Hundreds of patients were trapped and thousands of people sought shelter around Gaza’s largest hospital on Monday, as Israeli troops and Hamas fighters battled near the compound.
The Al-Shifa facility in Gaza City has become a focal point in the territory’s bloodiest ever war, which erupted five weeks ago.
On 7 October, Hamas launched a wave of attacks on Israel that killed 1,200 people, most of them civilians.
Israel’s relentless campaign in response has killed at least 11,180 people in Gaza, including 4,609 children, according to the Hamas government’s media office.
On Sunday, witnesses at the hospital told AFP that “violent fighting” raged throughout the night.
The sounds of small arms fire and aerial bombardments were echoing across the sprawling complex, amid reports that the infirm — including children — were dying for lack of basic provisions.
The World Health Organization (WHO) and other UN agencies said as many as 3,000 patients and staff are sheltering inside without adequate fuel, water or food.
Doctors reported two incubated babies died after power was cut in the neonatal unit and a man had died when his ventilator shut down.
“Regrettably, the hospital is not functioning as a hospital anymore,” said WHO director Tedros Adhanom Ghebreyesus, after making contact with on-the-ground staff.
“It’s been three days without electricity, without water,” he said, describing the situation inside as “dire and perilous.”
‘No longer functioning’
Israel says that Hamas militants — who also took 240 people hostage during their 7 October attacks — are hiding inside the facility and underground tunnel complexes.
President Isaac Herzog has gone as far as describing Al-Shifa as Hamas’s operational “headquarters”, but denied that Israeli forces had targeted the facility.
Youssef Abu Rish, deputy health minister in the Hamas government, on Sunday said three more premature babies had died along with six other patients who had been in critical condition.
“We fear the toll will rise further by morning,” he said.
Across Gaza City at the Al-Quds hospital the picture was also said to be dire, with the Palestinian Red Crescent warning it was now out of service due to lack of generator fuel.
Twenty of Gaza’s 36 hospitals are “no longer functioning”, according to the UN’s humanitarian agency.
EU foreign policy chief Josep Borrell condemned Hamas for using “hospitals and civilians as human shields”, while urging Israel to show “maximum restraint”.
With Israel facing intense pressure to minimise civilian deaths and suffering, the military on Sunday announced the opening of a “self-evacuation corridor” from Al-Shifa southward.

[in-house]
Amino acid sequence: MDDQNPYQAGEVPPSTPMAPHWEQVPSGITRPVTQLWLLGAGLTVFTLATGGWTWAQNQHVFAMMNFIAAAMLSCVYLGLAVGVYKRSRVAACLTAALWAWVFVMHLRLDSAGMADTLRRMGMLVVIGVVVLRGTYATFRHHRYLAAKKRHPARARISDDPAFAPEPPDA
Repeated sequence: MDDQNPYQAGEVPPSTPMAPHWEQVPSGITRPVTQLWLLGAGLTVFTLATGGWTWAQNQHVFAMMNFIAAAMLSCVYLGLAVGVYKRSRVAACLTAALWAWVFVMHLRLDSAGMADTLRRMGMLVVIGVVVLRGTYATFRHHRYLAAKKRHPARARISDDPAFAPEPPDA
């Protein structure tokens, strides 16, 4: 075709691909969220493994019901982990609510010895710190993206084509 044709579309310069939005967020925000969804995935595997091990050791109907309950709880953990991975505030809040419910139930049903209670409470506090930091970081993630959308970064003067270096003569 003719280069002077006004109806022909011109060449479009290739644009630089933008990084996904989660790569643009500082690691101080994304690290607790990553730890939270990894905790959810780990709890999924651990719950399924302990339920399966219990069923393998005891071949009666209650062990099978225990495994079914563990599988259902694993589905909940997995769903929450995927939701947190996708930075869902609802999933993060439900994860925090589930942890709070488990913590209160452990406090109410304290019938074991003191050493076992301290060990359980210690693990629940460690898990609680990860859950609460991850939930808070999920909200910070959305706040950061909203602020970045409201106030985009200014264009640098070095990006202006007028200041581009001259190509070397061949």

Tens of thousands of Gazans have already fled from the north of the territory under Israeli orders.
However, it is unclear what provisions there would be for the sick and injured to be transported from Al-Shifa.
The Israeli army also said its ground soldiers had hand-delivered 300 litres of fuel to the hospital “for urgent medical purposes”.
The military shared grainy night-time footage of combat troops hauling jerry cans and leaving a dozen or more outside a building.
AFP was unable to independently verify the footage, or Israel’s claim that Hamas “forbade the hospital from taking it.”
Only a handful of trucks carrying fuel had been let into Gaza since October 7, with Israel concerned fuel deliveries would be used by Hamas militants.
Al-Shifa director Mohammad Abu Salmiya told journalists the Israeli claims were “lies”.
The 300 liters the army said had been delivered would power generators for “no more than quarter of an hour” anyway, Abu Salmiya said.
Inside the hospital, AFP last week witnessed the sick and injured on gurneys that packed corridor walls.
The courtyard of the emergency ward was dotted with people and piles of rubbish lay uncollected.
Some of the thousands displaced by the fighting camped at the facility using make-shift kitchens and what few supplies they had.
Almost 1.6 million people — about two-thirds of Gaza’s population — have been internally displaced since 7 October, according to the UN agency for Palestinian refugees UNRWA.
Israel’s Prime Minister Benjamin Netanyahu has ruled out calls for the ceasefire, saying Hamas must first release the hostages.
Israelis, still stunned by the worst attack in their country’s history and preoccupied with the fate of hostages, are in little mood to compromise.
A recent poll by the Israel Democracy Institute showed many Israelis back talks with Hamas to secure the release of hostages, but believe fighting should not be halted.
Netanyahu told US media that “there could be” a deal to free some of the hostages, but stopped short of providing any details.
“The less I say about it, the more I’ll increase the chances that it materialises,” he told NBC.
White House National Security Council spokesman John Kirby told MSNBC there has been “active negotiation” on a potential deal but kept mum on any details, while a Palestinian official in Gaza accused Israel of dragging its feet.
“Netanyahu is responsible for the delay and obstacles in reaching a preliminary agreement on the release of several prisoners,” the official told AFP on condition of anonymity.